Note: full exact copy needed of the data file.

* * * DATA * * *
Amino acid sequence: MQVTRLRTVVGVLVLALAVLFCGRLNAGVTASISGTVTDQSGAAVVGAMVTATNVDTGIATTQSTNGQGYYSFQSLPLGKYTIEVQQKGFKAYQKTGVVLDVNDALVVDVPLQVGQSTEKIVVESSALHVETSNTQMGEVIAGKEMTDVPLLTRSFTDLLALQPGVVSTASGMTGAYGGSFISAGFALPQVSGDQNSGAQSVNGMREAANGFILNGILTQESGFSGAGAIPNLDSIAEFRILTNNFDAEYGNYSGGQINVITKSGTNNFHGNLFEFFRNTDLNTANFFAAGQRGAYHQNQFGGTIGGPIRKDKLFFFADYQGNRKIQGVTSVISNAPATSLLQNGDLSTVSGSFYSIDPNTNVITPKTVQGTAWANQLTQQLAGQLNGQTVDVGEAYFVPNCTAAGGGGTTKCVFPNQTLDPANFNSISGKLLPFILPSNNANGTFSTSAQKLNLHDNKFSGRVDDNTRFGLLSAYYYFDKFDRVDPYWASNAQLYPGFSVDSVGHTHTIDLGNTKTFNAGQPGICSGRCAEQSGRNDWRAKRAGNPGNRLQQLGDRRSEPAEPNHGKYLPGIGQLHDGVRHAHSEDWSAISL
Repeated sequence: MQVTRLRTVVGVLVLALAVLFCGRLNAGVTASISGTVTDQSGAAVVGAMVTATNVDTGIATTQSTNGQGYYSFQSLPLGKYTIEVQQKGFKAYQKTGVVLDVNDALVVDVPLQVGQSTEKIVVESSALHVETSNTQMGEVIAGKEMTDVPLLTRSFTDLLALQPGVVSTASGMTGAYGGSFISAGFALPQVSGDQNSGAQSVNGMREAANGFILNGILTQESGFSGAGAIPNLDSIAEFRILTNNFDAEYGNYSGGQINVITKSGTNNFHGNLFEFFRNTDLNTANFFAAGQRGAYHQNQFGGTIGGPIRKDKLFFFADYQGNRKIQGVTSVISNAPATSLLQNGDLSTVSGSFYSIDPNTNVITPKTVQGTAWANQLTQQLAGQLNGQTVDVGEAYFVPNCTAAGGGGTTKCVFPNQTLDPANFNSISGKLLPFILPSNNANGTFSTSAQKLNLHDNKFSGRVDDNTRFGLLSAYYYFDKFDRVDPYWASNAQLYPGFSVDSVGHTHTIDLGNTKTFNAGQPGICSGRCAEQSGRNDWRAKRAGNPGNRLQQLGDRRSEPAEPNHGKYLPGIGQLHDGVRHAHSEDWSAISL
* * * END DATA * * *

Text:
Amino acid sequence: MQVTRLRTVVGVLVLALAVLFCGRLNAGVTASISGTVTDQSGAAVVGAMVTATNVDTGIATTQSTNGQGYYSFQSLPLGKYTIEVQQKGFKAYQKTGVVLDVNDALVVDVPLQVGQSTEKIVVESSALHVETSNTQMGEVIAGKEMTDVPLLTRSFTDLLALQPGVVSTASGMTGAYGGSFISAGFALPQVSGDQNSGAQSVNGMREAANGFILNGILTQESGFSGAGAIPNLDSIAEFRILTNNFDAEYGNYSGGQINVITKSGTNNFHGNLFEFFRNTDLNTANFFAAGQRGAYHQNQFGGTIGGPIRKDKLFFFADYQGNRKIQGVTSVISNAPATSLLQNGDLSTVSGSFYSIDPNTNVITPKTVQGTAWANQLTQQLAGQLNGQTVDVGEAYFVPNCTAAGGGGTTKCVFPNQTLDPANFNSISGKLLPFILPSNNANGTFSTSAQKLNLHDNKFSGRVDDNTRFGLLSAYYYFDKFDRVDPYWASNAQLYPGFSVDSVGHTHTIDLGNTKTFNAGQPGICSGRCAEQSGRNDWRAKRAGNPGNRLQQLGDRRSEPAEPNHGKYLPGIGQLHDGVRHAHSEDWSAISL
Repeated sequence: MQVTRLRTVVGVLVLALAVLFCGRLNAGVTASISGTVTDQSGAAVVGAMVTATNVDTGIATTQSTNGQGYYSFQSLPLGKYTIEVQQKGFKAYQKTGVVLDVNDALVVDVPLQVGQSTEKIVVESSALHVETSNTQMGEVIAGKEMTDVPLLTRSFTDLLALQPGVVSTASGMTGAYGGSFISAGFALPQVSGDQNSGAQSVNGMREAANGFILNGILTQESGFSGAGAIPNLDSIAEFRILTNNFDAEYGNYSGGQINVITKSGTNNFHGNLFEFFRNTDLNTANFFAAGQRGAYHQNQFGGTIGGPIRKDKLFFFADYQGNRKIQGVTSVISNAPATSLLQNGDLSTVSGSFYSIDPNTNVITPKTVQGTAWANQLTQQLAGQLNGQTVDVGEAYFVPNCTAAGGGGTTKCVFPNQTLDPANFNSISGKLLPFILPSNNANGTFSTSAQKLNLHDNKFSGRVDDNTRFGLLSAYYYFDKFDRVDPYWASNAQLYPGFSVDSVGHTHTIDLGNTKTFNAGQPGICSGRCAEQSGRNDWRAKRAGNPGNRLQQLGDRRSEPAEPNHGKYLPGIGQLHDGVRHAHSEDWSAISL